The Memphis center’s proprietary secret is under the generic heading of WMS – Warehouse Management System.

WMS uses technology to group orders and release them together with a process called “wave picking.” It involves better management of workers as well as using barcodes, mobile computers and even radio frequency IDs to watch and adjust the flow of products through the center and beyond.

On its journey through the expanded Frayser center and its warehouse management system, Nike’s footwear, apparel and equipment under the Nike and Jordan brands is distributed directly to customers who order online or to wholesalers or Nike’s retail channels. The three markets are part of the same supply chain.

“It’s the most advanced technological warehouse system that there is on the market,” Gregory said. “The same system that is used here in Memphis is used in our other distribution centers around the world.”

Nike is changing on broader fronts these days.

Four days after the Memphis opening, Knight announced he was stepping down as chairman.

Knight hasn’t set a date yet for his departure from the board, and while he won’t be board chairman, he will still guide the company through stock transfers to his Swoosh LLC. Swoosh had about 15 percent of outstanding shares of Nike Class A and B common stock when Knight announced the coming leadership change on June 30.

Mark Parker, whom Knight reportedly favors to be his successor, talked in an earnings call the day before the Memphis plant’s opening about advanced manufacturing and Nike moving more of it back into the U.S.

“I think you’re going to see the overall supply chain geographically shift a bit here and there, with the advancements of new manufacturing and innovation that is a major priority for Nike,” Parker said during the call. “It will give us the flexibility to create more localized manufacturing over time. And that will put us closer to market, and again, allow us to advance products, particularly in the customization area, and to meet more local demand as well.”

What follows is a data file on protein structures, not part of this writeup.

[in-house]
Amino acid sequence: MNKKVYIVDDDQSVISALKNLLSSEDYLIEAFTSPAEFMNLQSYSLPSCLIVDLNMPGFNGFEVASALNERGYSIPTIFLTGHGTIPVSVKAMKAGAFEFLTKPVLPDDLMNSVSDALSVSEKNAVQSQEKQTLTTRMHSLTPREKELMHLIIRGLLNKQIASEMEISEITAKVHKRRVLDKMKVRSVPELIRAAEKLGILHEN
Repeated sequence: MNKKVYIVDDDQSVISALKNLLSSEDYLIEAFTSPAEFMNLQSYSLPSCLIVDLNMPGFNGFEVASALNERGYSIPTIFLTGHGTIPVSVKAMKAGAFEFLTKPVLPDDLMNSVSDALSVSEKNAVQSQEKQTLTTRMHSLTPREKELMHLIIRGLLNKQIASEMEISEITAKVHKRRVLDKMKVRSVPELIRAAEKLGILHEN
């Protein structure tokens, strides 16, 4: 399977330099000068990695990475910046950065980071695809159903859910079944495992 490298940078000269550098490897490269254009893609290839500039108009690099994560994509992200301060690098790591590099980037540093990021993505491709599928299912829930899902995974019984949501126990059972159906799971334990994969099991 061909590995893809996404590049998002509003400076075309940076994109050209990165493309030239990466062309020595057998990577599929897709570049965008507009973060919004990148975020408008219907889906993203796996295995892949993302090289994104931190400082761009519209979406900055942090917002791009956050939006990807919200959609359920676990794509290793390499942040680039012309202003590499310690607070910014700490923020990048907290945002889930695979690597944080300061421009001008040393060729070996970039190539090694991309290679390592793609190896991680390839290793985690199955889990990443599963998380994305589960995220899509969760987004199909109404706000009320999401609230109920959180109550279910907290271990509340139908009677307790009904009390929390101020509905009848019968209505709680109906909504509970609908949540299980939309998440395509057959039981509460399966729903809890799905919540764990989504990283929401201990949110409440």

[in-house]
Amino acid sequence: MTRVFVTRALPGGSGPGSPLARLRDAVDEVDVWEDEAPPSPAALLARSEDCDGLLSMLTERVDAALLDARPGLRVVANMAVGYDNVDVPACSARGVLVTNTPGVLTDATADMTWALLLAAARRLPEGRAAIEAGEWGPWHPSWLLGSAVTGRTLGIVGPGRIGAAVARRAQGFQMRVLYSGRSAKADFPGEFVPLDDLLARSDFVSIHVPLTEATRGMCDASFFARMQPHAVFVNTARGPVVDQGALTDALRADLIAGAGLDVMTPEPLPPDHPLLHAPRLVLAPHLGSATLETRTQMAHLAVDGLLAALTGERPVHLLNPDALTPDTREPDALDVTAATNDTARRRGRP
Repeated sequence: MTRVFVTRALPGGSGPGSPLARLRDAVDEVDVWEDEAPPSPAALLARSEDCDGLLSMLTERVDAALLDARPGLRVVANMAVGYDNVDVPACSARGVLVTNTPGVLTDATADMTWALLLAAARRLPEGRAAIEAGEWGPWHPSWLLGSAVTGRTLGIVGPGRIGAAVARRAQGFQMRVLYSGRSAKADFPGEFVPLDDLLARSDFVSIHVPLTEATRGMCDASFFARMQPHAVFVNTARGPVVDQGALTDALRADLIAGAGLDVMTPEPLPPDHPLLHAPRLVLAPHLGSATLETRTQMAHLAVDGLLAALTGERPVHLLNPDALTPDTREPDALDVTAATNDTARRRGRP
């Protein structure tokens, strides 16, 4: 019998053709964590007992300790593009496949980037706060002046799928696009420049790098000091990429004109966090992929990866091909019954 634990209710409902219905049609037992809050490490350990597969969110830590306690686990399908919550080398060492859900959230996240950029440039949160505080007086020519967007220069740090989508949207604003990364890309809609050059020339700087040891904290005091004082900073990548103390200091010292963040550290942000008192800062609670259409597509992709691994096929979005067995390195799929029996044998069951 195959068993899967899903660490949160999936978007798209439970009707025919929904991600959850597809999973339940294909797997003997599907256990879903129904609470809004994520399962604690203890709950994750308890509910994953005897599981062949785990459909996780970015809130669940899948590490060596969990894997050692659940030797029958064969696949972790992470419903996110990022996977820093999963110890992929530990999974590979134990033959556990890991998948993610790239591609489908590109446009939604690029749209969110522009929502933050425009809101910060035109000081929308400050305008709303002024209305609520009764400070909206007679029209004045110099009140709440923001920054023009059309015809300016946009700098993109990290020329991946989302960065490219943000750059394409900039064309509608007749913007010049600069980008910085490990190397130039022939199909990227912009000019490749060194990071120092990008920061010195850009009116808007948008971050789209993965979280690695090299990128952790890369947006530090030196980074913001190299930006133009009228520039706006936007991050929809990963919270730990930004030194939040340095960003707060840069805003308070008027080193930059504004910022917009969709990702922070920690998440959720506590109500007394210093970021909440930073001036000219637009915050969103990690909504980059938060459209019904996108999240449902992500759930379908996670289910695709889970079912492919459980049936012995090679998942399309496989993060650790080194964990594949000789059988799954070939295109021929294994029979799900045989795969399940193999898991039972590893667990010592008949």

The city’s approach to the type of economic development it pursues also is changing. Greater Memphis Chamber president Phil Trenary is leading a civic charge that would shift the attention to advanced manufacturing jobs that pay better as a specific path to growing the city’s middle class.

Trenary has said the shift doesn’t change or diminish the dominance and long-term importance of logistics and distribution in the Memphis economy.

The business relationship between City Hall and Nike has never missed a step even with a growing civic and political debate about tax incentives in general.

Consolidating 8400 Winchester Road with Frayser, or combining the two elsewhere, has been a goal for Nike since 2010.

Nike secured a 15-year payment-in-lieu-of-taxes agreement in late 2012 from the board of the Memphis and Shelby County Economic Development Growth Engine that amounted to a $57.8 million tax break.

Nike got a 13-year PILOT from the old Memphis-Shelby County Industrial Development Board in 2007 for the original 1.1 million-square-foot Northridge plant. The PILOT saved Nike $21 million in local property taxes. Northridge cost $107 million to build.

At the time, the Greater Memphis Chamber described it as the first large industrial project in Frayser in 40 to 50 years.

Gregory said there also was a lot of competition from other places, and the company’s site consultants at one point favored those other places.

“Some consultants are very short sighted and they are very bottom line,” he said in 2009. “They don’t know our community. … We did have consultants that actually recommended against us locating here in Memphis. They were doing what we paid them to do.”

A matter of days after getting the second PILOT agreement for the expansion, Nike executives in Beaverton announced the “Northridge” plant in Frayser would be expanded, not only keeping the combined 1,600 jobs on Winchester and at Northridge but adding 250 more.

“We built a whole world out here,” Memphis Mayor A C Wharton Jr. said recalling the city’s role in moving utility lines and other infrastructure challenges that came up once construction on the expansion was underway.

“There’s a whole bunch of jobs out here,” Wharton said.

The expansion was a function of Gregory’s influence and advocacy for Memphis along with other Memphis executives who have risen through the ranks in the last 30 years. It’s also about momentum.

“There was a lot of competition form the neighboring states,” Gregory said. “By the fact that we were already here, that really helped. … We like the workforce. We’ve got rail. We’ve got air. We’ve got boat.”

And Buford points out that Nike can reach 45 states by truck from Frayser in two days.

“The question I think we asked ourselves is why would we go anywhere else?” he added.